Had it flown, MOL would likely also have had on-orbit developing facilities (in order to allow users to re-focus the cameras) but interestingly that article suggests they would work directly with the exposed frames, rather than making prints.

  • $\begingroup$ Correct about Agat, and no it was not on Salyut 1. You can see Fidel Castro leaning on an Agat assembly during his visit in 1972, Almaz launching the next year. I too had the same thinking in my mind when reading this question... The Soviets gave a pretty good description of the detail they could observe when the pictures were broadcast from Salyut. $\endgroup$ Jun 23 at 11:54
  • 1
    $\begingroup$ your amazing answer about Castro (with photos); space.stackexchange.com/a/52063/12102 $\endgroup$
    – uhoh
    Jun 23 at 12:59
  • $\begingroup$ Almaz-1 was listed as having the BIPS encrypted teletype $\endgroup$ Jun 23 at 13:57
  • 1
    $\begingroup$ If you can find a source for your assertion @blobbymcblobby then you should give it, IMO in the form of an answer. $\endgroup$
    – rclocher3
    Jun 24 at 14:33

UPDATE 2: Confirmed that (unencrypted) teletype existed on Salyut 2, from one of the programmers on the teams, with an amusing note on where they got the magnetic tape from:

On board the Salyut-2 and the Salyut-3 stations, the Salyut-2M computers were installed. It had a tape drive... Magnetic tape for this drive was taken from American balloons. The Americans sent spy balloons over the Soviet territory; some of them fell down, and tapes were taken from those balloons.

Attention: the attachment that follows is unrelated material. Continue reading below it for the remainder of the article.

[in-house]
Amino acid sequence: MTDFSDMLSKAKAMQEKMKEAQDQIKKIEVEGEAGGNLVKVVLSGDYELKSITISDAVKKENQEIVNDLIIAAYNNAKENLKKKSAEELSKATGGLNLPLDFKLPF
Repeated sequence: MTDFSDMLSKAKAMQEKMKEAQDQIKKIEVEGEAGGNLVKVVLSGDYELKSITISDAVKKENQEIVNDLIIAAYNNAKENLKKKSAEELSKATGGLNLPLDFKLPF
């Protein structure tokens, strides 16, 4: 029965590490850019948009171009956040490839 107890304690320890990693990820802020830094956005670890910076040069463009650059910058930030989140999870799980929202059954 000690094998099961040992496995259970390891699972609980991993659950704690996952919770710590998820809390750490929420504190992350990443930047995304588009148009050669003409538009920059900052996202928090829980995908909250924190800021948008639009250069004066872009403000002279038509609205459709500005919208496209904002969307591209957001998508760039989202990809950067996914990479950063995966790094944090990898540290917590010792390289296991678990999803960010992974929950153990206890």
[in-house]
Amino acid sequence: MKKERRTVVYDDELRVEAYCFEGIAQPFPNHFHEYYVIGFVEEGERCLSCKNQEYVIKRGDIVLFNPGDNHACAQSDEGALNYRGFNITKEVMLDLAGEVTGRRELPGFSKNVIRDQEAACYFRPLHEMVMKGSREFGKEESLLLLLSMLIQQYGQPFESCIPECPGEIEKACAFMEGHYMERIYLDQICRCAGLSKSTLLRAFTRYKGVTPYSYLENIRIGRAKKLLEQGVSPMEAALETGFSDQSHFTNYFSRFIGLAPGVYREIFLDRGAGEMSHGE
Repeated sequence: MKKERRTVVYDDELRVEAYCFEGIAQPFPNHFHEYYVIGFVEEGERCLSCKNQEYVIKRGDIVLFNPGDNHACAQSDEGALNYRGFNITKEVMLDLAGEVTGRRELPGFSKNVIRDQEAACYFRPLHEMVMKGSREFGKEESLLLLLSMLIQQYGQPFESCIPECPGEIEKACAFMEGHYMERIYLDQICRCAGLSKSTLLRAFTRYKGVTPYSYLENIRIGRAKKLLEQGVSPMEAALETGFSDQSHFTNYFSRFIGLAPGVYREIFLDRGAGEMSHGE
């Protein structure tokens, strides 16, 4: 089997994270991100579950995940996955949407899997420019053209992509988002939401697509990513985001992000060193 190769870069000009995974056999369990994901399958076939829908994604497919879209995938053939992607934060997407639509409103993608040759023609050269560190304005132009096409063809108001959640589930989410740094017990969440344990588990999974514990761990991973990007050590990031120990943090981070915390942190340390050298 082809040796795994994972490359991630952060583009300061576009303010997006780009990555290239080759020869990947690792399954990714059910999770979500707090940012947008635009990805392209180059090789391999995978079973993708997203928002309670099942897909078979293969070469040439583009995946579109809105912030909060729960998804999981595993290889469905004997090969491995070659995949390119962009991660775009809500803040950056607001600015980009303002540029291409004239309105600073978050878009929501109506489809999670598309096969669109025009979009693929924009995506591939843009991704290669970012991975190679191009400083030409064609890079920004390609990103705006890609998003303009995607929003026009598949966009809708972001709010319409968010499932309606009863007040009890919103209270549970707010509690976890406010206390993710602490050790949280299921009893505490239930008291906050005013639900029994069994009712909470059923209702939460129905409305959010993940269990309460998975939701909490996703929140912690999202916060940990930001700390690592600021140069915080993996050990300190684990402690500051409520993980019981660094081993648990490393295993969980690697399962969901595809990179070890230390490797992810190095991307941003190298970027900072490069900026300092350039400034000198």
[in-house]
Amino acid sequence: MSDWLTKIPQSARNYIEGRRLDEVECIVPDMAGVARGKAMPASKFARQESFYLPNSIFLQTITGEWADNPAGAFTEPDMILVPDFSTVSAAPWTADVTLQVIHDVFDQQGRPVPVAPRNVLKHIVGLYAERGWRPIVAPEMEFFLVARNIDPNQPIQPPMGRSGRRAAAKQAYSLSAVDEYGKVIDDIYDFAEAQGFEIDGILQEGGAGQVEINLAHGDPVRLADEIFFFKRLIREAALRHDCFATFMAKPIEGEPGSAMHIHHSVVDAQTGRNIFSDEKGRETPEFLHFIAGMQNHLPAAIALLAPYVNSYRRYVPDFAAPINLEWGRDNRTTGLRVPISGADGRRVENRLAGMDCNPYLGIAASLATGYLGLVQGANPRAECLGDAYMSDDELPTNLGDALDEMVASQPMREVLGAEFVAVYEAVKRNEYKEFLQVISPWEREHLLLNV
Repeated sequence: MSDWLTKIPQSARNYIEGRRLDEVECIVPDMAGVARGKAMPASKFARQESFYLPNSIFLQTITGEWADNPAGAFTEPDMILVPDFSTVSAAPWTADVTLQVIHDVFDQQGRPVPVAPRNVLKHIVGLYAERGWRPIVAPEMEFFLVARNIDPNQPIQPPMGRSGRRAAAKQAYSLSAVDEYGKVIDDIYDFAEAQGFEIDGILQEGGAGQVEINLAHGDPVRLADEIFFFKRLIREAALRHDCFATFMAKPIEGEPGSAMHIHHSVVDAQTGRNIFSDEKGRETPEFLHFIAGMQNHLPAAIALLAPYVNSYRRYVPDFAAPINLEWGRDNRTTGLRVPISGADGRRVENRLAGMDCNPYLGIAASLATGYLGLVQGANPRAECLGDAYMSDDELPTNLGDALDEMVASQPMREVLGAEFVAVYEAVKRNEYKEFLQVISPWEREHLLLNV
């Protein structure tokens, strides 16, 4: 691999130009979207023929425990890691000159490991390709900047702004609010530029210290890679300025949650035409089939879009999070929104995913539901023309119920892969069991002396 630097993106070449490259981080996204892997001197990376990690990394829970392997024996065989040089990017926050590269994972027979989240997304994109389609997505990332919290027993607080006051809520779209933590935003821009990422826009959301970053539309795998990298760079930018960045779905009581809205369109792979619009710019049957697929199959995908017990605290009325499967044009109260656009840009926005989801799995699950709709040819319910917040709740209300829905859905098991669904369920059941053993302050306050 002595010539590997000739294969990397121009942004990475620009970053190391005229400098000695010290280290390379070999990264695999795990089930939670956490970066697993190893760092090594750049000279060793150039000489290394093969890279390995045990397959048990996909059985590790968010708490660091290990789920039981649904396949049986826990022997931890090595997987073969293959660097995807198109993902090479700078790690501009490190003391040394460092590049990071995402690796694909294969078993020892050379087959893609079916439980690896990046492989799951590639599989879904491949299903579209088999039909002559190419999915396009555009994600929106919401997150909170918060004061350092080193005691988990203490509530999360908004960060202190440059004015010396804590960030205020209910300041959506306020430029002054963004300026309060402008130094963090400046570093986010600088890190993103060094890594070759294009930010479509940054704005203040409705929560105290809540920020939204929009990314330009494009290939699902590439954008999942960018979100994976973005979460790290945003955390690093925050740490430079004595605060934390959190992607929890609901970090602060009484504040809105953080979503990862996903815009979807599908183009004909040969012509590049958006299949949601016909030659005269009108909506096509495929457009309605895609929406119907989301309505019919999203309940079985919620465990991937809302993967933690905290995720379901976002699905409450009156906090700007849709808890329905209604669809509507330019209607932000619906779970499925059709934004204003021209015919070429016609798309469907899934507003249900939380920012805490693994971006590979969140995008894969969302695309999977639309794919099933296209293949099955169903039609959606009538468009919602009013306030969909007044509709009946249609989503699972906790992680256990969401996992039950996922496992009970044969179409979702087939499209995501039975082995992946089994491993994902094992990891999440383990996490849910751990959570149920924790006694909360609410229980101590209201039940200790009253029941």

The Salyut did not have a digital communication line; they used the Stroka teletype system.

Since we provided for the possibility of correcting programs, we linked the computer with the Stroka, and we entered new programs and corrected old ones through this system.

We sent everything over the teletype.


UPDATE: i've come into partial info. I think the BIPS is misleading and whilst there is a encrypted teletype system, the name BIPS is for something else.

What BIPS is, is exactly what the Russian sources say it is, a information retrieval system - cassettes with data on, which are loaded and projected on a mini screen. There is also a sort of slide rule and sort of plotter (perhaps). The cassettes are preloaded prelaunch and are only accessed when on orbital duties.


There is a computer enhanced mode for when the operator is too busy controlling something else which automates the search and display of data.



No mention of printer, so i think this does not qualify as the teletype system.

As i say, there is a encrypted teletype system, with keyboard and printer, as described at the control post, but i don't know its name.

Also, the control post layout of Almaz is substantially different to Salyut, with different departments involved in designing the layout given the military operations that were involved. This made it harder to find where the system might be placed.


Back to original answer:

Okay, this might not be enough for an answer but:

Question(s): About the Teletype machine on MIR (in order of imporance): 1.Was this the first printer in space? 2.Is there a photo available of it? 3.What frequencies were used, since traditional shortwave frequencies would not escape the ionosphere?

I think the answer by @andrew is correct, and I also think that if the answer only considered the act of printing, then this would be correct, Almaz 1/Salyut 2 would be the first.